Pukatawagan chief demands apology from lodge
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Hey there, time traveller!
This article was published 28/05/2014 (2999 days ago), so information in it may no longer be current.
Pukatawagan Chief Arlen Dumas has demanded an apology after a northern fly-in fishing lodge asked visitors to avoid giving Cree guides alcohol “under any circumstances.”
The Laurie River Lodge sparked a Facebook firestorm Wednesday when part of its travel guide to fly-in fishermen and hunters was widely shared online, especially among members of the nearby Pukatawagan band.
“We use Cree Indian guides from the town of Pukatawagon (sic) in northern Manitoba. They are wonderful people and fun to fish with however, like all Native North Americans, they have a basic intolerance for alcohol,” wrote owner Brent Fleck. “Please do not give my guides alcohol under any circumstances. This is rarely a problem and by telling you in advance I hope to avoid it altogether.
In response, Dumas released a statement today calling the passage offensive and racist and demanding an apology from the lodge’s owners.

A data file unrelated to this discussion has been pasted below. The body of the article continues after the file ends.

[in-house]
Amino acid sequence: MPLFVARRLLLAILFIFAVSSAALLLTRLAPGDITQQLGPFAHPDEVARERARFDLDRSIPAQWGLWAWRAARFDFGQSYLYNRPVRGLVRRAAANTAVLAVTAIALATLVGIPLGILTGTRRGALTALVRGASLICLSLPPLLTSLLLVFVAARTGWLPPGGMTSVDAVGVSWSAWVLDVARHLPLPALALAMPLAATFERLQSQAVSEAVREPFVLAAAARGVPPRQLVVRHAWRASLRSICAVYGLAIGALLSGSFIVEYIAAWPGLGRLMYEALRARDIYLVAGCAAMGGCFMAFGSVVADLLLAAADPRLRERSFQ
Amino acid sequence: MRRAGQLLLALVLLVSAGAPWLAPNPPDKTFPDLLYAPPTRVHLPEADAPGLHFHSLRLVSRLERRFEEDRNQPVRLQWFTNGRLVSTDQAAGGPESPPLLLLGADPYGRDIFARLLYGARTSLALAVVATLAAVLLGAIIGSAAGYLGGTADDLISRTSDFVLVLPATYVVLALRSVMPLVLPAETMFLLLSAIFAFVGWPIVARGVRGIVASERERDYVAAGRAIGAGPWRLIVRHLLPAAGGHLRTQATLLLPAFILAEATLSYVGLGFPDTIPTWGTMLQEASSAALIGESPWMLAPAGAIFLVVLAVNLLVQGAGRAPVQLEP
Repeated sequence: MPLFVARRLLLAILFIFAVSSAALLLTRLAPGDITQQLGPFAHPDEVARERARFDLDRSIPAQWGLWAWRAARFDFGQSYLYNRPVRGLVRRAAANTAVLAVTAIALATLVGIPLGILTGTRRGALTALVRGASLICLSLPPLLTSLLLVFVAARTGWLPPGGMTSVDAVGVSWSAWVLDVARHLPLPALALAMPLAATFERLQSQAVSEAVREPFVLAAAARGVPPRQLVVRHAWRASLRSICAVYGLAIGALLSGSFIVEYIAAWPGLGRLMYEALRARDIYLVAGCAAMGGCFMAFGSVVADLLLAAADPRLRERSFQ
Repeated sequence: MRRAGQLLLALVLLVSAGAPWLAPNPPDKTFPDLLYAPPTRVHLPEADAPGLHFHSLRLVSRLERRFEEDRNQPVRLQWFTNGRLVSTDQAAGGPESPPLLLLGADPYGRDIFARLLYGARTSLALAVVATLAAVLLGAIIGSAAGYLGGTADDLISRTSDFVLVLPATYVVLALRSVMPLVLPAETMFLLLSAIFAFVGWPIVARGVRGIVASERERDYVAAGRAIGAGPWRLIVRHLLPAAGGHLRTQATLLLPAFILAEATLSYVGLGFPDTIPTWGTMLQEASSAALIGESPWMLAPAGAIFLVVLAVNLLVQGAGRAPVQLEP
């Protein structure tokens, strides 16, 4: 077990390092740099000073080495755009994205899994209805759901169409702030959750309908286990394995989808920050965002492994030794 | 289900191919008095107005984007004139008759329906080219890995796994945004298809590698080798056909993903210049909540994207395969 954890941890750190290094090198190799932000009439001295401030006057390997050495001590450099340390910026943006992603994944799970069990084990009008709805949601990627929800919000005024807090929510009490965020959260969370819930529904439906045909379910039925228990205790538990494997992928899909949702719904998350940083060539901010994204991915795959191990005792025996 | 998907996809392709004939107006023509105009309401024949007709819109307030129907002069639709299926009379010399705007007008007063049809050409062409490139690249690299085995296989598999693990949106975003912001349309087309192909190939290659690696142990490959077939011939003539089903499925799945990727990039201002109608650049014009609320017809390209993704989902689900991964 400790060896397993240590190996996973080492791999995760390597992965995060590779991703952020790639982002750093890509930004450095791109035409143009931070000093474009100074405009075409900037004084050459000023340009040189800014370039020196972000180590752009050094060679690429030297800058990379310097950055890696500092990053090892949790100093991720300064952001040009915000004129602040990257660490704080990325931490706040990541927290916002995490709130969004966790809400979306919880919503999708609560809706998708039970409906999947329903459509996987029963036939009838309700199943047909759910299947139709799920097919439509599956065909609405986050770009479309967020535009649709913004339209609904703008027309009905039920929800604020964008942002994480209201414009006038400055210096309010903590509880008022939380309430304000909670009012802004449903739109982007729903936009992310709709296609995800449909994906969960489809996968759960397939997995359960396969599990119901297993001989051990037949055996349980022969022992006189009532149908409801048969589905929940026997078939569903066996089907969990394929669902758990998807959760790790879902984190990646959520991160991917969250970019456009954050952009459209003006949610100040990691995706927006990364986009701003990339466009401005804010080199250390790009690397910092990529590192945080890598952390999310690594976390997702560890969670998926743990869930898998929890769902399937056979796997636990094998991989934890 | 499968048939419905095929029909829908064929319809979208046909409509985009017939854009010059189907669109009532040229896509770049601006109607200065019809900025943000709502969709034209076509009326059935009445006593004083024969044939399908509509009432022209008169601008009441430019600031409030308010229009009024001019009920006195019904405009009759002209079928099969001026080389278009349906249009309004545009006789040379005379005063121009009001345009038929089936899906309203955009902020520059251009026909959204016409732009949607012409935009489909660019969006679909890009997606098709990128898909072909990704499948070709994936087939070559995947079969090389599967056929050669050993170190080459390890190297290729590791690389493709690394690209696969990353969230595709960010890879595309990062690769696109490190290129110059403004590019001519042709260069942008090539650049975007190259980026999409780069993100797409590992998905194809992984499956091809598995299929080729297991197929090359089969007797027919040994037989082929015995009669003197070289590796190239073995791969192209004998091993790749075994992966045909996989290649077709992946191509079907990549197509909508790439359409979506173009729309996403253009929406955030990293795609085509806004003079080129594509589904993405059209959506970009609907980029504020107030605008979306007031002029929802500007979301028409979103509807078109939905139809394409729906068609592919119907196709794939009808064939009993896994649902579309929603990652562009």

“None of the above statements or implications about our people are true.” wrote Dumas in a letter to the lodge. “The comments are racist and negative stereotypes which only serve to promote or incite hatred against our people. There is no scientific basis for your claim that Cree people have an intolerance for alcohol, nor is there any basis for alleging that our Cree people would drink while working or that they pose a risk to the public.”
The Free Press has called the lodge owner for comment, and is awaiting a reply.
Dumas also noted the lodge uses the band’s traditional territory for hunting and fishing, and the lodge, located just south of Lynn Lake, is located on his grandfather’s trapline.
The paragraph is not easy to find on the lodge’s website. It is part of a 37-page trip planning guide that includes advice about what to pack, how American visitors can get their guns into Canada, what kind of fishing is on offer and many other tips about remote northern fly-in lodges.
The guide is dated 2014, but it’s not clear how long it’s been online.
It’s discovery today sparked widespread criticism on social media, including on the lodge’s Facebook page.
“As a Cree hospitality business owner, I was very disappointed to read such ignorance from a fellow hospitality owner,” wrote Candice Tourville. “You are free to your own personal views on my people, but as a business owner, it is shameful that you’d corrupt your guests’ views of Native people.
Even Juno-nominated musician Desiree Dorion weighed in.
“These stereotypes are getting so f**ing old already,” she said.